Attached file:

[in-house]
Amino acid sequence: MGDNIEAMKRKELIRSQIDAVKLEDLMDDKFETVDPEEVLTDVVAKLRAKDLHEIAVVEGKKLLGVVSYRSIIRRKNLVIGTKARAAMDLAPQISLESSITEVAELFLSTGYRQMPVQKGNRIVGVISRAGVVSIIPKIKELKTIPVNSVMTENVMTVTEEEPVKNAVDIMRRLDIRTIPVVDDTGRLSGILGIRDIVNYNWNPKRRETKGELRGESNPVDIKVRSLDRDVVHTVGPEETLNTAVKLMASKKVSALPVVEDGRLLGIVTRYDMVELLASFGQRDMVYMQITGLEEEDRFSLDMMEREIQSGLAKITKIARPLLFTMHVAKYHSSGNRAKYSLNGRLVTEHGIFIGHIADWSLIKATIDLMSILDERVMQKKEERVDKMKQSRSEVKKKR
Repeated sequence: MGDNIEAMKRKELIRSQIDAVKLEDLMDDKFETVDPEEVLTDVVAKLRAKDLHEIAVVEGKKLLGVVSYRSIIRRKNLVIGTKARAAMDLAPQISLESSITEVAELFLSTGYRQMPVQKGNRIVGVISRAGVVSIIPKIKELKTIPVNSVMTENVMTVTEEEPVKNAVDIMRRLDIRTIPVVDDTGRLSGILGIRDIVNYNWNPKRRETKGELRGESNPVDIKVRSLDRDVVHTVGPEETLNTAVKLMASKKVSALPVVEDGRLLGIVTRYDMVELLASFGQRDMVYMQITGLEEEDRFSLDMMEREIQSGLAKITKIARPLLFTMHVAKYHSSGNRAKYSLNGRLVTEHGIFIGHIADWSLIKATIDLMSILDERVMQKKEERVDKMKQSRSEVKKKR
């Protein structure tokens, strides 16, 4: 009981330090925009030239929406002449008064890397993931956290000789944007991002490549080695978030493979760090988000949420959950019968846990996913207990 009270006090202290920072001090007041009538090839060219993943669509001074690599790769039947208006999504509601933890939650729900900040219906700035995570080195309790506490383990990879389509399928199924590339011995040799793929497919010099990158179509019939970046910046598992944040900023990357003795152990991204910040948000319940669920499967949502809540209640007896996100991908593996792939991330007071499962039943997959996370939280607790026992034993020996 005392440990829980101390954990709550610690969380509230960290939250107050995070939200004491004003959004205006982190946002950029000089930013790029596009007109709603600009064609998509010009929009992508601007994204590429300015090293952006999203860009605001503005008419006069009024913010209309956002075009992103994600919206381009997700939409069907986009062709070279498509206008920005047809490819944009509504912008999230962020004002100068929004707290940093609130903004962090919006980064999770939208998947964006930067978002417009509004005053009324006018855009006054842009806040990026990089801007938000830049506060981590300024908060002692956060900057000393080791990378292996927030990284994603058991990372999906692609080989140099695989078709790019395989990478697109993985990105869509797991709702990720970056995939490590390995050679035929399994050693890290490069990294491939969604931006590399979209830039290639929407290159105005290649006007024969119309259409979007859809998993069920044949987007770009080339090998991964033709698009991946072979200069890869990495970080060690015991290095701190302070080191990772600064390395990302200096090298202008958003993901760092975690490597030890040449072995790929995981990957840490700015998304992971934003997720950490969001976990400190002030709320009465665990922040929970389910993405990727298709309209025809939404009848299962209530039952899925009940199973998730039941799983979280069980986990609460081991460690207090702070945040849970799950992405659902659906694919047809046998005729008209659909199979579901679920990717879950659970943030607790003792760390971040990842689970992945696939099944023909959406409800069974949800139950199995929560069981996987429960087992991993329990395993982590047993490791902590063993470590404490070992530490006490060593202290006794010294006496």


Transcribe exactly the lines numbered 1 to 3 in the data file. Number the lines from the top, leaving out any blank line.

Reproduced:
[in-house]
Amino acid sequence: MGDNIEAMKRKELIRSQIDAVKLEDLMDDKFETVDPEEVLTDVVAKLRAKDLHEIAVVEGKKLLGVVSYRSIIRRKNLVIGTKARAAMDLAPQISLESSITEVAELFLSTGYRQMPVQKGNRIVGVISRAGVVSIIPKIKELKTIPVNSVMTENVMTVTEEEPVKNAVDIMRRLDIRTIPVVDDTGRLSGILGIRDIVNYNWNPKRRETKGELRGESNPVDIKVRSLDRDVVHTVGPEETLNTAVKLMASKKVSALPVVEDGRLLGIVTRYDMVELLASFGQRDMVYMQITGLEEEDRFSLDMMEREIQSGLAKITKIARPLLFTMHVAKYHSSGNRAKYSLNGRLVTEHGIFIGHIADWSLIKATIDLMSILDERVMQKKEERVDKMKQSRSEVKKKR
Repeated sequence: MGDNIEAMKRKELIRSQIDAVKLEDLMDDKFETVDPEEVLTDVVAKLRAKDLHEIAVVEGKKLLGVVSYRSIIRRKNLVIGTKARAAMDLAPQISLESSITEVAELFLSTGYRQMPVQKGNRIVGVISRAGVVSIIPKIKELKTIPVNSVMTENVMTVTEEEPVKNAVDIMRRLDIRTIPVVDDTGRLSGILGIRDIVNYNWNPKRRETKGELRGESNPVDIKVRSLDRDVVHTVGPEETLNTAVKLMASKKVSALPVVEDGRLLGIVTRYDMVELLASFGQRDMVYMQITGLEEEDRFSLDMMEREIQSGLAKITKIARPLLFTMHVAKYHSSGNRAKYSLNGRLVTEHGIFIGHIADWSLIKATIDLMSILDERVMQKKEERVDKMKQSRSEVKKKR